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Tuesday, August 09, 2011

What good is accumulating knowledge?

I recently got a message from someone I don't know, who has been reading this blog. The reader had some questions, which were related to dementia, in someone dear to that reader. Here is one of them: "If our knowledge is in the end destroyed with our minds, then is it useful to accumulate it?"

This is my attempt at an answer:

Almost the same argument could be made for other human activities, such as, say, eating and having children. Nothing that most people do will survive much beyond their death, including the knowledge they have picked up. (A few will pass on some poem, or painting, or music, or some idea -- the latter often without anyone knowing where it came from.) Our children, or some succeeding generation, will eventually forget us, except for genealogy addicts, and even they won't really know much about us. But, in spite of that seeming futility, I believe that God has created us in His image, and part of that image causes us to want to learn, to discover.

Why did God do that? I can only guess. There is some potential for some of the knowledge that we have picked up over our life to be passed on to others, as in a book written, a new way of preparing food, an invention, or some other intellectual product. We may also make a living, using our knowledge. We may help to protect our children from danger, or make other people's lives better, because of the knowledge we have acquired. We also ought to glorify God through our knowledge. In my own poor way, that's what I'm trying to do with this blog.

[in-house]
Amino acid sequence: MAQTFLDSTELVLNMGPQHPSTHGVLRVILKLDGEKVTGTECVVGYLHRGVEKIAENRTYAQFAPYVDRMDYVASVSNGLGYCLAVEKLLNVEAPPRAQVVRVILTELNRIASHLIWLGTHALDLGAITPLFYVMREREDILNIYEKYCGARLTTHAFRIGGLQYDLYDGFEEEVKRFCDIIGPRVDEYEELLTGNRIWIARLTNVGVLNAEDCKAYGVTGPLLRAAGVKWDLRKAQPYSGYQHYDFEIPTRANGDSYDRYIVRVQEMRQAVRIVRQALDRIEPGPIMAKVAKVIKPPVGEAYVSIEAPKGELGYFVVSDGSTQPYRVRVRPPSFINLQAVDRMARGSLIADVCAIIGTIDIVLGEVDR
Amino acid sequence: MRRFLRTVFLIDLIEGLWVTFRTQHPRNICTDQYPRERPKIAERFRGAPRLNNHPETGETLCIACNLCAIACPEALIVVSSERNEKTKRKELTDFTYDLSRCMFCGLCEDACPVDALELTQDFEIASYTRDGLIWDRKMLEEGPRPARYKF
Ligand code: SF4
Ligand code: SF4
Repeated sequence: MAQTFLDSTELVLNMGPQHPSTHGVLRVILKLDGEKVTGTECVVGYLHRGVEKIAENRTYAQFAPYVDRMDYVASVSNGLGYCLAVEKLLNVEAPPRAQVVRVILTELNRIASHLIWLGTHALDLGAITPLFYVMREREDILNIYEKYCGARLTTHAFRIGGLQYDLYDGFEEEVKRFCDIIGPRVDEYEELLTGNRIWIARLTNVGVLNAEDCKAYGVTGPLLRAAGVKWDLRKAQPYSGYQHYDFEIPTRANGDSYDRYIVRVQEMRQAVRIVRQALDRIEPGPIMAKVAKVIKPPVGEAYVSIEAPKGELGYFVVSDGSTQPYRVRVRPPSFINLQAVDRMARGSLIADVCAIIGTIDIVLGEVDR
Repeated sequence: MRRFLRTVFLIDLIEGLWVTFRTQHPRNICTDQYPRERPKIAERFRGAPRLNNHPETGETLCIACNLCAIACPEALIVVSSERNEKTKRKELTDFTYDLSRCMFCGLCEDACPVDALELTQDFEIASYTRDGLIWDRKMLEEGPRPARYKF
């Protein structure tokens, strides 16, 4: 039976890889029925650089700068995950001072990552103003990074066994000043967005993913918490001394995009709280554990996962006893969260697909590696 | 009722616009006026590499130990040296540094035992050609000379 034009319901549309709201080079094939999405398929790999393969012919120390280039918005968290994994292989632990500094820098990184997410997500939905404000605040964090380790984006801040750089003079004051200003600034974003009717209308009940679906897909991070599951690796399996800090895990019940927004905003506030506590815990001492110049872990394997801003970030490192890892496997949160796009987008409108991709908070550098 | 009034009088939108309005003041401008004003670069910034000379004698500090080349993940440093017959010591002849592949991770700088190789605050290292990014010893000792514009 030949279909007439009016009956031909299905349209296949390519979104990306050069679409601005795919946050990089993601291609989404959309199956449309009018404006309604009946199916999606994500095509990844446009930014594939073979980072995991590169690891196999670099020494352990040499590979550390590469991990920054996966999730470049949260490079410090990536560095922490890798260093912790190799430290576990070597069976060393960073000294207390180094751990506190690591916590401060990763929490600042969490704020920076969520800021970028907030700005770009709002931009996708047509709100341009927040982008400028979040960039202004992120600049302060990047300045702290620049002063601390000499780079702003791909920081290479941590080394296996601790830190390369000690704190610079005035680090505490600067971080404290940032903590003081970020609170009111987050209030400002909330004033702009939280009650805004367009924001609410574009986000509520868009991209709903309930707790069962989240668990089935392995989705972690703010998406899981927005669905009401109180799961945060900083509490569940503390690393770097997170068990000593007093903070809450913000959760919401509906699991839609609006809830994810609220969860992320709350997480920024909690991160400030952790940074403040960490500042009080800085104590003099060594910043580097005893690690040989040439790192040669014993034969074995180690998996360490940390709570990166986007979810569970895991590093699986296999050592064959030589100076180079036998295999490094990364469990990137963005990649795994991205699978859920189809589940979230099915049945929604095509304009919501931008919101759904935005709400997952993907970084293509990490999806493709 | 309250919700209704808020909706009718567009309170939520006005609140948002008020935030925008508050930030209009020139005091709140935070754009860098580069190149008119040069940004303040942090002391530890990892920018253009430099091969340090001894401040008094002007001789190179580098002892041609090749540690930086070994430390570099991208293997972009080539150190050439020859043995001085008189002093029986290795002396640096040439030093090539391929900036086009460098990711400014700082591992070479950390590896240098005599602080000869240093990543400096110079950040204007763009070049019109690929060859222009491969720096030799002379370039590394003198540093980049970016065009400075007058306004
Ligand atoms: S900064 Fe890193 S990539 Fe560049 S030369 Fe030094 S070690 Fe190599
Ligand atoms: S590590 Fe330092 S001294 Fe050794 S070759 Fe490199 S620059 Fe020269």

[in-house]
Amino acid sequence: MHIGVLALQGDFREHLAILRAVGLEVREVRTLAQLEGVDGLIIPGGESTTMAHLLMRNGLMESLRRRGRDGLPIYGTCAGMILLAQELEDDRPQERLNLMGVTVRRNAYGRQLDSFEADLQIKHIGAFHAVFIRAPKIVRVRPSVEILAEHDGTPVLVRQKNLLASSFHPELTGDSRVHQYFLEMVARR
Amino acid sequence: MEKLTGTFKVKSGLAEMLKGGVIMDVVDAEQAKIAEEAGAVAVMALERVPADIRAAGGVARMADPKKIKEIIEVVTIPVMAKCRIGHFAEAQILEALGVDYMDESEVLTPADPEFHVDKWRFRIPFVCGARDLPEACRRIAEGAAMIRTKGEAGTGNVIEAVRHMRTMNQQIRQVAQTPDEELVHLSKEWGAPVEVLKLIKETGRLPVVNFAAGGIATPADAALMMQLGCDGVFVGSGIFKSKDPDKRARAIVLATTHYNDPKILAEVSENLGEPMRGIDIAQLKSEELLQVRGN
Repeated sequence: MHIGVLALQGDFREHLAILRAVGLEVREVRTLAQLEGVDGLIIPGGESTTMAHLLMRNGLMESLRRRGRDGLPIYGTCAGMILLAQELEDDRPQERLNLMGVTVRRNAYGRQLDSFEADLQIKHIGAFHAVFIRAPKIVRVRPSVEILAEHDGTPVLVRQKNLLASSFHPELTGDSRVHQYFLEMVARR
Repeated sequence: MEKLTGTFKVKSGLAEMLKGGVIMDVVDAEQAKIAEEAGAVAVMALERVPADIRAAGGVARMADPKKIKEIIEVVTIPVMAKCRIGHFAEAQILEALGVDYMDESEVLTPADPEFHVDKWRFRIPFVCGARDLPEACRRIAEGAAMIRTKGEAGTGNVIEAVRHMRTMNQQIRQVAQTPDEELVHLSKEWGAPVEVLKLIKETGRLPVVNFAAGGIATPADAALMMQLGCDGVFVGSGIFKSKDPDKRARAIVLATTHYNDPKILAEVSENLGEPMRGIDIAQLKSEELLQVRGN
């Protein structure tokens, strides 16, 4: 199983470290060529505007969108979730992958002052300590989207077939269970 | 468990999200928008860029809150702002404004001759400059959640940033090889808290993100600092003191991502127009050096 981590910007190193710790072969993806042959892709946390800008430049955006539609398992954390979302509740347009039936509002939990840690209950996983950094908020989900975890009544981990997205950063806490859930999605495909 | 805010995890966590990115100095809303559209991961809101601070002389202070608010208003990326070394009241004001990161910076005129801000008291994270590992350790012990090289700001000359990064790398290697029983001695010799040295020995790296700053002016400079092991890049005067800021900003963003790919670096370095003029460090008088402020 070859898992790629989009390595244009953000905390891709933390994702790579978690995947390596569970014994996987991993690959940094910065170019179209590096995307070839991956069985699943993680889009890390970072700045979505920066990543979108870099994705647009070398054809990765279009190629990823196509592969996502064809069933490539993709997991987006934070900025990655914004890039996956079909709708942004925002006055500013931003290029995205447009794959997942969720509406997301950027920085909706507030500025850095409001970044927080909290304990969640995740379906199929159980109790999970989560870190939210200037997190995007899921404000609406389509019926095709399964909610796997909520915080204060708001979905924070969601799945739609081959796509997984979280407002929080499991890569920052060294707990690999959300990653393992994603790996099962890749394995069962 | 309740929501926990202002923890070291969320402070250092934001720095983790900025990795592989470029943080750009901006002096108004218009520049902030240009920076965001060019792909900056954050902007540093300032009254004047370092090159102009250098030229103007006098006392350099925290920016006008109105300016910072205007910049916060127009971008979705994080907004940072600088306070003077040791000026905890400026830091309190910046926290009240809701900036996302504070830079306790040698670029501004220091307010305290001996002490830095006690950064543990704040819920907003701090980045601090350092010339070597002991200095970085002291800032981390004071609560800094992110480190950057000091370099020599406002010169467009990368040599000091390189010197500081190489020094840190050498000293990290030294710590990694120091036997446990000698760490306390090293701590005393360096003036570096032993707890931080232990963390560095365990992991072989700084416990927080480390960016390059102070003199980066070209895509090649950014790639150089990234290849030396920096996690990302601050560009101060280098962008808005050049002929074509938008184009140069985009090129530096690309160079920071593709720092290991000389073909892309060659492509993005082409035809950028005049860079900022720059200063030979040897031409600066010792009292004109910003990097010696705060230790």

I think we should have purposes for our lives, and collecting and dispensing knowledge can be a worthy goal, even if we know that that won't make a lasting difference.

C. S. Lewis preached a sermon, "Learning in War-time," in 1939, as the second World War was beginning in Europe. (The essay is published in The Weight of Glory.) In that sermon, Lewis said that each Christian "must ask himself how it is right, or even psychologically possible, for creatures who are every moment advancing either to heaven or to hell, to spend any fraction of the little time allowed them in this world on such comparative trivialities as literature or art, mathematics or biology. If human culture can stand up to that, it can stand up to anything."

He also said that "An appetite for these things exists in the human mind, and God makes no appetite in vain. We can therefore pursue knowledge as such, and beauty, as such, in the sure confidence that by so doing we are either advancing to the vision of God ourselves or indirectly helping others to do so."

So, if Lewis was right, and I believe he was, accumulating knowledge, in an unselfish, humble way, is part of what God made us, and wants us, to do, even though most of what we learn won't survive us, and a lot of it won't even last as long as we do, especially if we suffer from dementia.

I thank that reader, and hope that this further response is helpful.

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